After years of discussions dating back to 2016, the Town of Creston is moving forward with construction on the new Creston Emergency Services Building (CESB).
On April 16, the town mailed a letter to residents with updated information on the project.
Project Costs and Funding
The total estimated costs for the project add up to $8.2 million.
In October 2018, a referendum was approved to borrow a maximum of $4.5 million. The rest of the funding will be sourced from town reserves and surplus of $1.14 million, accumulated funds for debt servicing of $311,000, gas tax of $243,000 a contribution from BC Emergency Health Services (BCEHS) for $1 million, and COVID-19 Relief Grant funding of $1 million.
There have been concerns about the use of the COVID grant, with some residents believing the funding should have been used to support local businesses.
“The COVID-19 Relief Fund was provided to municipalities to offset COVID-19 related expenses or loss of revenue to not to pass on the costs to the taxpayers,” said Michael Moore, chief administrative officer.
“The funds cannot be used to be handed out to groups, businesses, or residents, but is only for the purposes of services provided by the municipality. Identified cost increases caused by COVID-19, including the Fire Hall, are eligible expenses.”
He added that the town has incurred costs directly related to COVID-19, including $150,000 in additional operational expenses.
So far, $1.15 million has been spent on the land acquisition of the Cook Street property (for $375,000) and the project’s design.
On March 23, council formally approved an increase in the construction budget from $5.4 million to $7 million.
Town officials say the adjustment is due to inflation and rising costs of building materials due to COVID-19, such as lumber and steel.
Prior to the pandemic, FireWise Consulting Ltd. associate Ernie Polsom said the cost of lumber for the project was estimated at $350,000. Now, the estimates have exceeded $1 million.
In order to reduce costs, the materials were changed from wood to prefabricated concrete, the building foot print was reduced, and a construction manager was hired to ensure each element of the project can be kept to lower costs.
According to town staff, the revised budget for the CESB will not cause a future increase in taxation to residents.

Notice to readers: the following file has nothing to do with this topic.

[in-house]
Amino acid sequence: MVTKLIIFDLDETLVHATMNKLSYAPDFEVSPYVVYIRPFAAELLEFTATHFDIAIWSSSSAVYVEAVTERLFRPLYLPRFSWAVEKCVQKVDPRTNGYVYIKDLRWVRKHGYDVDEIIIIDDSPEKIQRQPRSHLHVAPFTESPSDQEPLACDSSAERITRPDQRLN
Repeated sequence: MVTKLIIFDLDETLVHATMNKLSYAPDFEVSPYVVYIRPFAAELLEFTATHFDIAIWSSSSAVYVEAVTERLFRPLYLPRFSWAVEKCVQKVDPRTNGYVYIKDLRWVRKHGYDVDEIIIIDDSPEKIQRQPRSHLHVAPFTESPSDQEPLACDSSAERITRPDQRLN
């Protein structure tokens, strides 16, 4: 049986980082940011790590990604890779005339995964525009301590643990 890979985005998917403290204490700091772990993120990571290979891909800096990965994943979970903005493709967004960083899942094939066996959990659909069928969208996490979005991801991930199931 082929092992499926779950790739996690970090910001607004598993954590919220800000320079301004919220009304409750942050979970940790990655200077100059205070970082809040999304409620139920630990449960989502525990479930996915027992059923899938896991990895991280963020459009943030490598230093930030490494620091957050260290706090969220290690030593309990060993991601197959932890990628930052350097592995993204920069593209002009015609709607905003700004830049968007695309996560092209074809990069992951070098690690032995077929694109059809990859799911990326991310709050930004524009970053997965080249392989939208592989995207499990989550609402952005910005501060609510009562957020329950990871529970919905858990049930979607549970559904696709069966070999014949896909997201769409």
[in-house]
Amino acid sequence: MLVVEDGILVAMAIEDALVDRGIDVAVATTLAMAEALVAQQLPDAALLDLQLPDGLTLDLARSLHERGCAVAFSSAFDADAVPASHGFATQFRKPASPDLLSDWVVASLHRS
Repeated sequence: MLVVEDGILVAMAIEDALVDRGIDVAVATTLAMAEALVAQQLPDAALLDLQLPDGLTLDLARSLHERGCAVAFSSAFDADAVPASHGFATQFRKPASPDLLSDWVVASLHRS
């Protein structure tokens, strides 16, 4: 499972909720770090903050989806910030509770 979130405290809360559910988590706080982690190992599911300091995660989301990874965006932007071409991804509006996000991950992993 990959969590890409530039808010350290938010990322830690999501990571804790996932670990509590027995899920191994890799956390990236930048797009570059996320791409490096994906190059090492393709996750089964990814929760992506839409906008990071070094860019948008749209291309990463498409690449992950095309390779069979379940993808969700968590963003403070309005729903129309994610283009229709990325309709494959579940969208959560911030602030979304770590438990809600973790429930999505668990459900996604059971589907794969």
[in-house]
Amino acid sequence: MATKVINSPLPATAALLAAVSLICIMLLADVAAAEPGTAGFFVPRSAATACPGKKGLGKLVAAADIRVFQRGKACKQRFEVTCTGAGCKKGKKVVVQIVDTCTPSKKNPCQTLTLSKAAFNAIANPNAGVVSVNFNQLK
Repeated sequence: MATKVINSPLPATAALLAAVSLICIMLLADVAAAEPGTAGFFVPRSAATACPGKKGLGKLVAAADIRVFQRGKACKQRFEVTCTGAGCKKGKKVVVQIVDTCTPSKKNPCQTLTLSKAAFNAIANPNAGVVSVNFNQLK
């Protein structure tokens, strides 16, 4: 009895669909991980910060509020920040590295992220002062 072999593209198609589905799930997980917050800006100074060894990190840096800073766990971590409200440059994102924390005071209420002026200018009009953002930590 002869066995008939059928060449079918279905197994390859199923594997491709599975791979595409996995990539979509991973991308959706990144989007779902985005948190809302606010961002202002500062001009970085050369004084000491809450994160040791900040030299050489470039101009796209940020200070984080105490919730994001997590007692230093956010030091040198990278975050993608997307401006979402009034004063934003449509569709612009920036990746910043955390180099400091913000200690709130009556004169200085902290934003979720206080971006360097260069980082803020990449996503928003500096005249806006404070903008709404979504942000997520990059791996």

Opposition from Residents
At the town council meeting on April 13, the mayor and councillors fielded questions about the CESB from several concerned residents.
One resident, Steve Smith, said he didn’t agree with an increase in the budget.
“If you go over budget, then basically, you should scale back,” he said.
“Everybody here who is paying taxes is scaling back in any way they can due to prices on everything going up. I don’t think the town should have the luxury of increasing the budget.”
Another resident, Keith Goforth, said he believes the town should have been held off on the project until after the pandemic. He called the decision “irresponsible and reckless”.
In 2017, Goforth was involved with the Committee for an Affordable Fire Hall, which successfully led the defeat of a borrowing referendum for $6.1 million. At the time, a total of 60 per cent of Creston voters rejected the proposal.
Recently, he sent a letter out to the residents asking for support in voicing these concerns to council. He argues that the public was not consulted thoroughly on each step of the project’s development.
“When it comes to millions of dollars, decisions should not be done behind closed doors,” said Goforth.
“The public should’ve had the ability to ask questions during the meeting when spending was increased. This is a poor way to do democracy.”
For more information, contact the Town of Creston at 250-428-2214 or email@example.com. There is a copy of the architectural drawings available at Town Hall for viewing.
As of April 27, the site next to Pealow’s Independent Grocer has been fenced for work on utilities and civil construction. Construction on the new building is estimated to be complete in spring 2022.